Which also suggested that once the decision was made—just a few weeks after Karnisovas' midseason state of the team address emphasizing development of the roster that began the season—the plan for the Bulls future became little about this season and more about reconfiguring the team for the next few years around the acquired players and altered style of play.
Because the Bulls effectively went from promoting a young, athletic transition-type team to a big, physical, veteran scoring team. Certainly various pieces remain to be put in place. And with almost half the roster changed at the trading deadline, it's possible two thirds of the current roster doesn't return for next season.
"There were just a lot of interesting things that we all had to handle and they all handled it great, but I don't know what our team will look like contractually," Donovan said. "There are lot of guys whose contracts are up."
Which also suggests the development that Karnisovas predicted before the season became less about the current young players and more about a rebranding.
Among the top nine players from the opening day lineup Dec. 22, starters Wendell Carter Jr. was traded and Markkanen was benched and is questionable to return as a restricted free agent. White was benched, but earned his starting job back. Otto Porter Jr., Chandler Hutchison and Daniel Gafford all were traded, making it half the top eight from opening night gone and another benched.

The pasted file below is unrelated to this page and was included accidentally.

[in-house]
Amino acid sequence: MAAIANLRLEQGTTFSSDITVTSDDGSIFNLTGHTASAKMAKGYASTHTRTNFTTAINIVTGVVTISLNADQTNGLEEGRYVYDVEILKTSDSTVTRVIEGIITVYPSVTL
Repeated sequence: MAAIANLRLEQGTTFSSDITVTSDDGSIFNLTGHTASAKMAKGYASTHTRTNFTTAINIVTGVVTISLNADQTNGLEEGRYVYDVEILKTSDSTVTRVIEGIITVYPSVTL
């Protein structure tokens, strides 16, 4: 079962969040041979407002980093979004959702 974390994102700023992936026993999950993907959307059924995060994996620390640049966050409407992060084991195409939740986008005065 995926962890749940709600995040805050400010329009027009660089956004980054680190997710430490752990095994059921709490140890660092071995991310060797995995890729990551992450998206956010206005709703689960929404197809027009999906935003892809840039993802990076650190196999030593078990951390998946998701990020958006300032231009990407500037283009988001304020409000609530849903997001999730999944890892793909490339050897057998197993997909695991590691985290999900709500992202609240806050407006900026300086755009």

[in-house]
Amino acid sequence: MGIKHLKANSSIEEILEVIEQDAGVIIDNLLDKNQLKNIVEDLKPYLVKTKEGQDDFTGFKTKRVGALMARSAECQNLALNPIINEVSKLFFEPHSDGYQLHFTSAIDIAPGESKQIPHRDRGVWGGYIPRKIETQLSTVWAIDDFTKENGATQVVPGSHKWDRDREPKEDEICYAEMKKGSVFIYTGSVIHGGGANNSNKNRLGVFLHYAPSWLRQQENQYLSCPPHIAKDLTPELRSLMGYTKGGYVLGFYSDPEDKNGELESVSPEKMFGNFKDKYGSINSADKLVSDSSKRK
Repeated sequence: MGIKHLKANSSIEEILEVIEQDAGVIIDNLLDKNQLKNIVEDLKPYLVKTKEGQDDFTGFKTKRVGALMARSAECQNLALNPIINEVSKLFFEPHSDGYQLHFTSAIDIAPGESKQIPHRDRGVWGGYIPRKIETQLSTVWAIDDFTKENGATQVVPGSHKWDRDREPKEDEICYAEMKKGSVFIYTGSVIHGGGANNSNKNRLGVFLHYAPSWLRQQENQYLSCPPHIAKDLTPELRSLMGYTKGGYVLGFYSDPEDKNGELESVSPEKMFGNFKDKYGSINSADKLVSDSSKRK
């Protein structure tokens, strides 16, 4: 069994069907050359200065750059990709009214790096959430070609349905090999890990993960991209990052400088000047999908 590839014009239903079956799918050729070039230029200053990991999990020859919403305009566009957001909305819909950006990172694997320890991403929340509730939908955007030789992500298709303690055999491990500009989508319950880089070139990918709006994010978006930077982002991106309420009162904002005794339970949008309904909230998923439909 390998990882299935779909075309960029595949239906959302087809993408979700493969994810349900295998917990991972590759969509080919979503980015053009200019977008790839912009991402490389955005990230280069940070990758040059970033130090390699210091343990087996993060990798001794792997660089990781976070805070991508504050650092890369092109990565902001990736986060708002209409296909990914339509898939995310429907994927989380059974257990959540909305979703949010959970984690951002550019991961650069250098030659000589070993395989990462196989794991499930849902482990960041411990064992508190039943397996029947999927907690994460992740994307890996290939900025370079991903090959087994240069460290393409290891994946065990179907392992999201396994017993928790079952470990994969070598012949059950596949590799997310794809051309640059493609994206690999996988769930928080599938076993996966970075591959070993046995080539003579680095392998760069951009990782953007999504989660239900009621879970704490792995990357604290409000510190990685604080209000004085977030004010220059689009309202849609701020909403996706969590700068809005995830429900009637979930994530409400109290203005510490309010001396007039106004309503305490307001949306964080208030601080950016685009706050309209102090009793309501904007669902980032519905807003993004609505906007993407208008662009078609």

It still does suggest optimistic possibilities for the Bulls with two All-Stars in Zach LaVine and Nikola Vucevic and emerging rookie Patrick Williams to go with White.
And some play-in tournament former Bulls viewing with Robin Lopez, Gafford and Hutchison in Washington, Luke Kornet and Jabari Parker in Boston and Doug McDermott, JaKarr Sampson and Justin Holiday in Indiana.
While Donovan insisted the season was and remained about developing a winning culture with the playoffs/play-in as everyone's goal, Donovan also conceded midseason transactions of that magnitude are almost unheard of and very much disruptive. Even if not necessarily the cause of the 11th place finish.
The Bulls still do hold a possibility of postponing loss of their first-round draft pick from the Vucevic trade to Orlando this season if it becomes top four. With the win Sunday, the first over the Bucks after 12 straight losses, the Bulls finished tied with the Pelicans and Kings for eighth poorest record. There will be a coin flip for positions and an extra lottery ball. The odds of a top four pick from that spot are about 20 percent.
As for Sunday's game, Milwaukee's Jordan Nwora playing in his third professional game had 34 points and 14 rebounds. But the Bulls basically led throughout with Thad Young's 20 points leading six players in double figures. Coby White had 19 points, Lauri Markkanen had 17, Ryan Arcidiacono had a season high 14, Devon Dotson had a career high 11 while Cristiano Felicio had a team high eight rebounds in 18 minutes. Many played their last game for the Bulls.
Lauri Markkanen finishes a big one-hand slam against Milwaukee.